Sometimes in loss we learn the most about ourselves.

I have never in my life seen a team scratch, claw, and fight with such life or death desperation as the Reds did after getting down 6-0 yesterday. The image that will forever stick with me yesterday was Ryan Hanigan immediately when Buster Posey connected with his grand slam home run. Don’t watch Latos. Don’t watch the crowd behind him. Don’t look at the hitter or the ball’s flight. Watch Hanigan.

I have never seen a catcher react that way to a ball in play in all my years watching the game. Hanigan turns in immediate pain, anguish, and disgust and swings his arm in angst. He knows when Posey connects that it was the kill shot. The Reds at that moment probably knew they were dead. But like a cowboy in an old Western whose gut-shot, they kept shooting until they drew their last breath.

For instance; when Jay Bruce got down 0-2 in the ninth inning, he decides that even in defeat; he’s going to make the Giants closer earn it.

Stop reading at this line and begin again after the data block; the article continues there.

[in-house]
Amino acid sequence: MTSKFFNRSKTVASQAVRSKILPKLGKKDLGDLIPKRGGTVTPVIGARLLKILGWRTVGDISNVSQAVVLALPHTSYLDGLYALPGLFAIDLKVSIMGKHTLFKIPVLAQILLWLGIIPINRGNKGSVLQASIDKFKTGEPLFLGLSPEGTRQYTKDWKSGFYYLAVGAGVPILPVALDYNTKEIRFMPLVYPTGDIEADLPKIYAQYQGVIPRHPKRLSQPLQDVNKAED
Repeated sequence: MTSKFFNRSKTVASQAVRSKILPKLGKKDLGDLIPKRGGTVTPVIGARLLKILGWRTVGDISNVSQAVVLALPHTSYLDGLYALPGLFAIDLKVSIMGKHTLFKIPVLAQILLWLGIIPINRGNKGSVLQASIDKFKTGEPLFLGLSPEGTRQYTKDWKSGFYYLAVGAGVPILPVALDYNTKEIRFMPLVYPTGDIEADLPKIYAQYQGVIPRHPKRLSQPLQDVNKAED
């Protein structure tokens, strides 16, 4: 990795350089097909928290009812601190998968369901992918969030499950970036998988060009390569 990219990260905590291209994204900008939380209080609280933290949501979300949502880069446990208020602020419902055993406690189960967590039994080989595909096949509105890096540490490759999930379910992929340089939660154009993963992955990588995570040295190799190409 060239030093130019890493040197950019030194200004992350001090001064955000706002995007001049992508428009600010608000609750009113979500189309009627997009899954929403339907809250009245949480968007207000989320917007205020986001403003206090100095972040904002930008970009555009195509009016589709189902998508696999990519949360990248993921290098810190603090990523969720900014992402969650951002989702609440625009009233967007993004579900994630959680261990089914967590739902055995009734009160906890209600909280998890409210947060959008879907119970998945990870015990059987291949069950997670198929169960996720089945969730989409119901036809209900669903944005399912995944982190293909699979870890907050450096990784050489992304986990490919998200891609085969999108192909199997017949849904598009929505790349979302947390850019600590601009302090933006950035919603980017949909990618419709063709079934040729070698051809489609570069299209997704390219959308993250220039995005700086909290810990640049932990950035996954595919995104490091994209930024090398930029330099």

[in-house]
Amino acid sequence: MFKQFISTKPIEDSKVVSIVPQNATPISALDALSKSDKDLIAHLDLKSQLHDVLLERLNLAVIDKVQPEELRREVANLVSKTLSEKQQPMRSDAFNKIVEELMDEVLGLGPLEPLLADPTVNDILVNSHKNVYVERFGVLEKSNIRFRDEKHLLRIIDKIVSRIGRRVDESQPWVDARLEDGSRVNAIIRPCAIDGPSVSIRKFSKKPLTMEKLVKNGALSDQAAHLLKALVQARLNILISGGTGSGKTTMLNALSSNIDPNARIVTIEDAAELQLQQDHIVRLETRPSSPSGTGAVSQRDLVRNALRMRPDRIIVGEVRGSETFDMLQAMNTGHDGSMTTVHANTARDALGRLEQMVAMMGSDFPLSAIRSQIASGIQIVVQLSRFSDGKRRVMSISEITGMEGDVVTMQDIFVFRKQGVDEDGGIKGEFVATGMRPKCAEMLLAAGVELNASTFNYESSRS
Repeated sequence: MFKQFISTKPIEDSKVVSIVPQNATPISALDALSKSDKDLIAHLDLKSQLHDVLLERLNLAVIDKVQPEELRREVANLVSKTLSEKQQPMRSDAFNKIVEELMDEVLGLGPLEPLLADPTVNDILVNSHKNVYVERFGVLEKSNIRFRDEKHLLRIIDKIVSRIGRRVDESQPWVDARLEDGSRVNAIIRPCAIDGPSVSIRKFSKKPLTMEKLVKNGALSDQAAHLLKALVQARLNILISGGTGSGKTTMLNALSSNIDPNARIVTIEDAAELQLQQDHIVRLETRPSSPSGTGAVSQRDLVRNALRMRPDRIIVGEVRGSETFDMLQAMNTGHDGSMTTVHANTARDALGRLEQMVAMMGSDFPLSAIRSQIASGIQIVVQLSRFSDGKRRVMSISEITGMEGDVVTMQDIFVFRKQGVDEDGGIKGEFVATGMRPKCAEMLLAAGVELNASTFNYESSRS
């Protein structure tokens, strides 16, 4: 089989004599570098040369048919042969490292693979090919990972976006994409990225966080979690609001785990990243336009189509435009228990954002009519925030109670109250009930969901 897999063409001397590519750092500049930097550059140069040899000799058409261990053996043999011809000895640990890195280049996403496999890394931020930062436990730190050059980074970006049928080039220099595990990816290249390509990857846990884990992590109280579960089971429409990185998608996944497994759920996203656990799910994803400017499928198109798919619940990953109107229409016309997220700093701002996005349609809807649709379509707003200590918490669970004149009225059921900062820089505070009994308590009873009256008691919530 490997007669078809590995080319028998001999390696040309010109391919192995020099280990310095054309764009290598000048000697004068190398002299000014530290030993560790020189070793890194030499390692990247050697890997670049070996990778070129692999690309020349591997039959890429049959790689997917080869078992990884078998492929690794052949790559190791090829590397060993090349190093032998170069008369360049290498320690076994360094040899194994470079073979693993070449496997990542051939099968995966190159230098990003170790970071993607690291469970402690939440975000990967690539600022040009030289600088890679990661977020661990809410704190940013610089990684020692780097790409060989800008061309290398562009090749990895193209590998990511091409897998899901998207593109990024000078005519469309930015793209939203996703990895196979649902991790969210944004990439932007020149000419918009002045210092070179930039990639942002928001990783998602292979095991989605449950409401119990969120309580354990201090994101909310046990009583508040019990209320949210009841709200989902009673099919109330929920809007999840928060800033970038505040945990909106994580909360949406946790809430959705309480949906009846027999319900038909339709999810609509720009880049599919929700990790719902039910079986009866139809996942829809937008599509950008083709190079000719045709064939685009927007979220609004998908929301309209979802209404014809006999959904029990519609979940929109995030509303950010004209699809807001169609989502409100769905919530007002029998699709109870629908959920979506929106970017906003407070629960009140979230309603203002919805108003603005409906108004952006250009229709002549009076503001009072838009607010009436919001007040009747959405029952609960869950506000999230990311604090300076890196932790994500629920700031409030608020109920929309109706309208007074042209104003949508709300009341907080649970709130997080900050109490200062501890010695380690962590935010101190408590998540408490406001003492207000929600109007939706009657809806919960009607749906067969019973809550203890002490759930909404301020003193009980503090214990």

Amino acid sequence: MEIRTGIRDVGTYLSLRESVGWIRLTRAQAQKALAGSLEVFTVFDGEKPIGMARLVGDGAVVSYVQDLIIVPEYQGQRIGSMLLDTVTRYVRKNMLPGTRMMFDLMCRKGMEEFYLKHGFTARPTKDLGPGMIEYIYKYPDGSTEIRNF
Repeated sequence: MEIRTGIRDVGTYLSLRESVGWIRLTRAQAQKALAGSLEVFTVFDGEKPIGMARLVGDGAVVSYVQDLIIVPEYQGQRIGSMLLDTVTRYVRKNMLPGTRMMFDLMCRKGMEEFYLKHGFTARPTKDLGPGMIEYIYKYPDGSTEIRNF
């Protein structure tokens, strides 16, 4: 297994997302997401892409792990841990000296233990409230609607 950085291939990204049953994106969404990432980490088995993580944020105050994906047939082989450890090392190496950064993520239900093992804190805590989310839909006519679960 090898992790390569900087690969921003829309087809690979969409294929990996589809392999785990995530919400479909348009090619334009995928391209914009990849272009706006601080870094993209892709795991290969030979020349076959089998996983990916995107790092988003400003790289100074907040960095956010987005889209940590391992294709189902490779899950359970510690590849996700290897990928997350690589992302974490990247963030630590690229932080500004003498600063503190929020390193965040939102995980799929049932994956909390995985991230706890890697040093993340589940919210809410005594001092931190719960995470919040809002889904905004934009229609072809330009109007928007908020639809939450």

What ensues after Bruce gets down 0-2 in the last frame of the game and the Reds down to their final two outs of the season, was one of the gutsiest things I’ve ever seen in watching sports my entire life.

Bruce proceeds to battle Sergio Romo for 12 pitches in total as if he’s battling a damn lion or dragon. He stubbornly fouls off pitch after pitch, laying off many off-speed pitches that have long been to Bruce’s liking. As the at-bat wears onward, you realize Bruce is doing more than just trying to come up with a big swing that will result in a 3-run homer. He’s battling for himself, for his teammates, for all of us fans, and for what might have been his manager’s swansong. I don’t know what Bruce was thinking during the course of that at-bat where the Giants continually stayed away from his big time power to right field. I can only think he knew he owed it to everyone who hadn’t lost hope.